Is your creative schedule punishing you?

Management guru Stephen Covey said “The key is not to prioritize what’s on your schedule, but to schedule your priorities.” If you read this blog you’re probably interested in writing productivity, and scheduling time to write is a great way to be productive. But does it have to be so painful?

Practice what you preach

I’m a productivity nerd, I like nothing better than following up the latest research, reading a productivity book or blog, and testing out different approaches. I know the theory, but my actual practice often falls short.

Take scheduling. Over the last few years I’ve written several blogs on it and shared some great tips, stuff that actually works. For example, my seven step guide to finding time to write starts by asking how important writing is to you so it can be prioritized alongside everything else in your life.

The other tips outline a rigorous approach and I promise if you work through them you’ll find time to write, understand your writing style and be able to make the most of it. You’ll write, you’ll stop making excuses that you’re too busy, you’ll be productive, will finish your writing projects and be happier. That’s the plan anyway. So why haven’t I taken my own advice?

Take today, I identified a writing opportunity first thing in the morning. The alarm went off at 6am, on a Sunday, with the first snow of the year dusting the windows and chilling the house. I love writing and was looking forward to doing this blog but getting up to write didn’t feel like an opportunity but a punishment.

A youthful approach to time management

A few weeks back I stumbled across a box from my college days. While rifling through every piece of paper that had passed through my hands between the ages of 16 to 21 I found a workbook from lower sixth. Titled TIME MANAGEMENT its abundant use of capital letters, bold and underlined fonts was designed to scare feckless youth into becoming more organised.

My younger self was warned that: “Time is a wasting resource, when it’s gone, it’s gone. You need to know how to conquer the clock Now.”

Once it had suitably frightened its readers the workbook provided a journal to help them understand how their time was spent. My time log was a mash up of a hedonistic clubber staying up all night and a Victorian lady who wrote letters, read, painted and spent a lot of time in the bath.

My biggest discovery in revisiting the workbook was that I didn’t complete the next sections and use the tools provided to help me prioritise and organise my schedule. At 17 I couldn’t be bothered to plan my time, which got me thinking about my history of scheduling and whether it had impact on my productivity.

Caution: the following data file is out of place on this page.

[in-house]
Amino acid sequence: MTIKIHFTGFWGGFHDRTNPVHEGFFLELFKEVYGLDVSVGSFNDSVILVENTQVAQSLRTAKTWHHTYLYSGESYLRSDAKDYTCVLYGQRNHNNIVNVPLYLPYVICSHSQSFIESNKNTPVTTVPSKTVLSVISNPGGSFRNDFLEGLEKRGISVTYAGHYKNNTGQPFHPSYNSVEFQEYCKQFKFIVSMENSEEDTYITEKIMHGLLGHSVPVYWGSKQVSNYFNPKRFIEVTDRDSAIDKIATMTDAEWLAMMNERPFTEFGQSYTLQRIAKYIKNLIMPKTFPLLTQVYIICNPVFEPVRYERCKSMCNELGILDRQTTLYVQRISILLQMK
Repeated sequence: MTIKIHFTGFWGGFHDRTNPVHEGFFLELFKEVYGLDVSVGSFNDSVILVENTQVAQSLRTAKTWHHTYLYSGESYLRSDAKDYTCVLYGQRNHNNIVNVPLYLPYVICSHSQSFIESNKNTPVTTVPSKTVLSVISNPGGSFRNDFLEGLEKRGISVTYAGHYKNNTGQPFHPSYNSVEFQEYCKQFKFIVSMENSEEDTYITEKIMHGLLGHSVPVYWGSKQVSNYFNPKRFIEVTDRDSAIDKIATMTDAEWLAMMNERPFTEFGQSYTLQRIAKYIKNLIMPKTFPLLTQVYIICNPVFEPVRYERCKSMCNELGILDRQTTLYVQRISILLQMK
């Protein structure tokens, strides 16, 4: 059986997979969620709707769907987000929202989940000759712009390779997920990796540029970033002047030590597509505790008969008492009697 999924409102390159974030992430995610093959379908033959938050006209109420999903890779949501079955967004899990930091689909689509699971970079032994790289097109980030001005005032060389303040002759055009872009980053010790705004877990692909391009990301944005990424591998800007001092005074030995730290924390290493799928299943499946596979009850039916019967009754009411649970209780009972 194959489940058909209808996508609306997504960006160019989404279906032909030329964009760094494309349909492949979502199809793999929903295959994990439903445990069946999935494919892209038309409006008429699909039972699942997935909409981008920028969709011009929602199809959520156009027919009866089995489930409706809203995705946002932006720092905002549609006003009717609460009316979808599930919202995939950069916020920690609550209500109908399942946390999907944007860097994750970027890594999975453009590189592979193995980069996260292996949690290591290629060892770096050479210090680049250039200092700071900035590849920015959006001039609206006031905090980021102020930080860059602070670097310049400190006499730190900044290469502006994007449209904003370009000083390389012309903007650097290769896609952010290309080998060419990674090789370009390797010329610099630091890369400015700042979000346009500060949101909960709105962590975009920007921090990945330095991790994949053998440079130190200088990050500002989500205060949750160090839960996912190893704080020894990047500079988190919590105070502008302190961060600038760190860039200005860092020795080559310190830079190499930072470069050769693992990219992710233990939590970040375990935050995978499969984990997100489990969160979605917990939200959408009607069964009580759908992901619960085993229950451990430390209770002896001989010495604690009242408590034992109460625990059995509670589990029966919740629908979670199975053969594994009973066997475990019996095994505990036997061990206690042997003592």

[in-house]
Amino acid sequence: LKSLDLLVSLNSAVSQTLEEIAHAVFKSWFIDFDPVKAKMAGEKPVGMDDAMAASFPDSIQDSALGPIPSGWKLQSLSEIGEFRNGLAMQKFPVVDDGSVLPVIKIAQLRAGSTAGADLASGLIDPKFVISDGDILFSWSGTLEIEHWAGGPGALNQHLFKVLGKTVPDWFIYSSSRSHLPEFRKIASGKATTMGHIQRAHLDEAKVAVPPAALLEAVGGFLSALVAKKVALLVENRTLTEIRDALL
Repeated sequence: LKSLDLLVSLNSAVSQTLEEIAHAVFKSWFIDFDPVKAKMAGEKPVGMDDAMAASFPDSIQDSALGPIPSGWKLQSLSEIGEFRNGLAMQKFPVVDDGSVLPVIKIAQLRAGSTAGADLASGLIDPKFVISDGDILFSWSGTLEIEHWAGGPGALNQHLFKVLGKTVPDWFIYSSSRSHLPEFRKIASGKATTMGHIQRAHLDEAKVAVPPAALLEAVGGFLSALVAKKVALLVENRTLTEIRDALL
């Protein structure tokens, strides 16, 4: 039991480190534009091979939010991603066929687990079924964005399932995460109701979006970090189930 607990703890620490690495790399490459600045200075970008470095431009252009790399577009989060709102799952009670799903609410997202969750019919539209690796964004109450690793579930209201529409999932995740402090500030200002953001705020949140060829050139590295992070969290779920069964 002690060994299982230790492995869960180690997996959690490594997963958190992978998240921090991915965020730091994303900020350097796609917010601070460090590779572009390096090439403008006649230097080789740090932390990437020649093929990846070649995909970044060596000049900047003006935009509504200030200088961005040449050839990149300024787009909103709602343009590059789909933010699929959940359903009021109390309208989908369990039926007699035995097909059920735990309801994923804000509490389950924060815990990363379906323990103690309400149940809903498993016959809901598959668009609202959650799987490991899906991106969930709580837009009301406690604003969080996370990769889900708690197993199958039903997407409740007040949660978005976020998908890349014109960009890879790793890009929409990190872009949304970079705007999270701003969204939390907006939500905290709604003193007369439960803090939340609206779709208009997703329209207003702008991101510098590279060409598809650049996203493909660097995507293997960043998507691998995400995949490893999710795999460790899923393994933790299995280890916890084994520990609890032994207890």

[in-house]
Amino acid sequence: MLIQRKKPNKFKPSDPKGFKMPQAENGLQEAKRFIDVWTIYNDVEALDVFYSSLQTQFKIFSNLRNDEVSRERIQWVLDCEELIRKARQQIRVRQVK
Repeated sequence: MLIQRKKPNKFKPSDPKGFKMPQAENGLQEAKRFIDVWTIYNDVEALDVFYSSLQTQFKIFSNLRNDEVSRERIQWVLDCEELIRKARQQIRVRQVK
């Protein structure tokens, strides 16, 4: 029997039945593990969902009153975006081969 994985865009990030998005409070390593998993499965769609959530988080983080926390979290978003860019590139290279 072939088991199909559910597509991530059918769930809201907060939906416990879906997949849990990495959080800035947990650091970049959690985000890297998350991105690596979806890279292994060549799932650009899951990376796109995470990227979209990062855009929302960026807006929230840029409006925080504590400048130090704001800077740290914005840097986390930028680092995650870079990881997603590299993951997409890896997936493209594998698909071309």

My love affair with the scheduling gurus

Since college I have had many scheduling crushes; not so much gurus as immensely sensible people who take practical approaches to helping others organise their time so they can fit writing around other demands.

  • My creative writing tutor Zoe Fairbairns urged us to stop doing unnecessary things — especially housework.
  • Academic writer Eviatar Zerubavel’s book The Clockwork Muse matched different writing activities to different times of the day to maximise energy and time.
  • Researcher and blogger Cal Newport evangelises about different workflow approaches and busts myths such as scheduling prevents creativity.

All of these are great tips that work. I experimented with them but none have shaped my daily practice.

Know yourself and be kind

Susan Piver punished herself for years with schedules. She questioned whether it was the best route to creative discipline so tried a different approach — one based on pleasure.

She abandoned her schedule, asked herself what she felt like doing, and found at the end of the day: “I did all the things I yell at myself to do. My day looked pretty much exactly like my days do when I succeed in being ‘disciplined.’ Only this time, it seemed effortless. I had such a light heart.”

Productive and happy

Looking back at my teenage self — the one who couldn’t be bothered to complete the time management workbook — she was actually very productive. She made time for homework and revision and never missed an essay deadline. She also had a full and fun life. In hindsight she was productive and happy.

Schedules didn’t work for me then and they won’t work now. Life is about more than conquering the clock; I don’t actually want to schedule every moment of my day. I want to be productive but kind to myself. And I believe I can, look, I wrote this blog. I might not have met my schedule but I did meet my goal.

With that in mind, I’ll channel my teenage self but rather than go clubbing I’ll get my kicks from snuggling up with a nice large book on productivity. Happy days.

About the author: Bec has spent a lifetime reading, writing and working with writers. From her first job in a bookshop, to a career in publishing, and several years managing a writers’ retreat centre for Arvon, she’s obsessed with working out what helps writers write.


Originally published at blog.write-track.co.uk on November 29, 2015.